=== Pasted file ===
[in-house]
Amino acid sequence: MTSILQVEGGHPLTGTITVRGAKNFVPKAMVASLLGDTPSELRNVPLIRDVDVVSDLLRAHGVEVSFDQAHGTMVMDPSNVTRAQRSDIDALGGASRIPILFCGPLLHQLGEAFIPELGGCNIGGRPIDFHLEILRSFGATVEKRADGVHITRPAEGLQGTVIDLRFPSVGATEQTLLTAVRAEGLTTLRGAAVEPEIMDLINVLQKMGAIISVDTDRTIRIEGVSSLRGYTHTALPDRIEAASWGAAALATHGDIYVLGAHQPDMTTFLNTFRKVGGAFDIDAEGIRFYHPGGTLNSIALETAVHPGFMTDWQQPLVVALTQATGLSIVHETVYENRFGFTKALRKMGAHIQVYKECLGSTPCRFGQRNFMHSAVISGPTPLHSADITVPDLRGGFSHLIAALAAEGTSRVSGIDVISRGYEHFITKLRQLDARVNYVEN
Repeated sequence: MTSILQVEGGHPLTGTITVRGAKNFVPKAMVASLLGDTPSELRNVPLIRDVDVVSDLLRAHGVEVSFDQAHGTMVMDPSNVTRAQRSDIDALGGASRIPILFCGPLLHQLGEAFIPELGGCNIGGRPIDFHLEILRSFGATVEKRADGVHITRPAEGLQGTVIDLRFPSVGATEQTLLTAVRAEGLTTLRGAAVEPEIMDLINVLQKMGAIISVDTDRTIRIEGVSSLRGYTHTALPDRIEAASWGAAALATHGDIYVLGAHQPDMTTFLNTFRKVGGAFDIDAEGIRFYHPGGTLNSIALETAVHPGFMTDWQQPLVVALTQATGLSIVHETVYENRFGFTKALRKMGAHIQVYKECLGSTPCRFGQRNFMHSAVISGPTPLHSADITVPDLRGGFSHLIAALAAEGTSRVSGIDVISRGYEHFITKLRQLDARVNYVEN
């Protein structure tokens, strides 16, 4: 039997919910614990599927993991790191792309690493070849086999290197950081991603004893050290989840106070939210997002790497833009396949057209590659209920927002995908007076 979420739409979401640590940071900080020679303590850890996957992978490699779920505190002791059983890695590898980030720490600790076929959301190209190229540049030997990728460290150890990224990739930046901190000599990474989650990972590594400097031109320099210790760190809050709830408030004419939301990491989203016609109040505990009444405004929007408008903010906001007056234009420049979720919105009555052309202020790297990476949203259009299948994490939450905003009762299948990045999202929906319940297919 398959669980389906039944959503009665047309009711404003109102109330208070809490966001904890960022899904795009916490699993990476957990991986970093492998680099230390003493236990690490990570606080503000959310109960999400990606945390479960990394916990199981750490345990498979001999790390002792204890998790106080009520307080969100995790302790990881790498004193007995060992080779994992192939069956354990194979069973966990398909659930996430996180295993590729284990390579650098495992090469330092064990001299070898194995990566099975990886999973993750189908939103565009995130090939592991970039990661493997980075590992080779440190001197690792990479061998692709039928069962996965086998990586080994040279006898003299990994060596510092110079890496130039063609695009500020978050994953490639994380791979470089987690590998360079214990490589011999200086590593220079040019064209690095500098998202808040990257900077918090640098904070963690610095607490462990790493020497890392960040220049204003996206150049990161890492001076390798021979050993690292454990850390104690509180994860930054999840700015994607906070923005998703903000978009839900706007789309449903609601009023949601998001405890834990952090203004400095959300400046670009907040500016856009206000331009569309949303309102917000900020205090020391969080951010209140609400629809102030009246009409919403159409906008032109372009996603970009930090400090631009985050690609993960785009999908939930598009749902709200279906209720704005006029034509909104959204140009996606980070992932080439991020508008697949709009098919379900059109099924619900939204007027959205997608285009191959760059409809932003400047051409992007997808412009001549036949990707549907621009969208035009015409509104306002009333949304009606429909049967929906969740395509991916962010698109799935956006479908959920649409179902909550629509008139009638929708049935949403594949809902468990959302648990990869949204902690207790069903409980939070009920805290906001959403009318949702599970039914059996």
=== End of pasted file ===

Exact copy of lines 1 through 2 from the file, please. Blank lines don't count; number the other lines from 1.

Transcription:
[in-house]
Amino acid sequence: MTSILQVEGGHPLTGTITVRGAKNFVPKAMVASLLGDTPSELRNVPLIRDVDVVSDLLRAHGVEVSFDQAHGTMVMDPSNVTRAQRSDIDALGGASRIPILFCGPLLHQLGEAFIPELGGCNIGGRPIDFHLEILRSFGATVEKRADGVHITRPAEGLQGTVIDLRFPSVGATEQTLLTAVRAEGLTTLRGAAVEPEIMDLINVLQKMGAIISVDTDRTIRIEGVSSLRGYTHTALPDRIEAASWGAAALATHGDIYVLGAHQPDMTTFLNTFRKVGGAFDIDAEGIRFYHPGGTLNSIALETAVHPGFMTDWQQPLVVALTQATGLSIVHETVYENRFGFTKALRKMGAHIQVYKECLGSTPCRFGQRNFMHSAVISGPTPLHSADITVPDLRGGFSHLIAALAAEGTSRVSGIDVISRGYEHFITKLRQLDARVNYVEN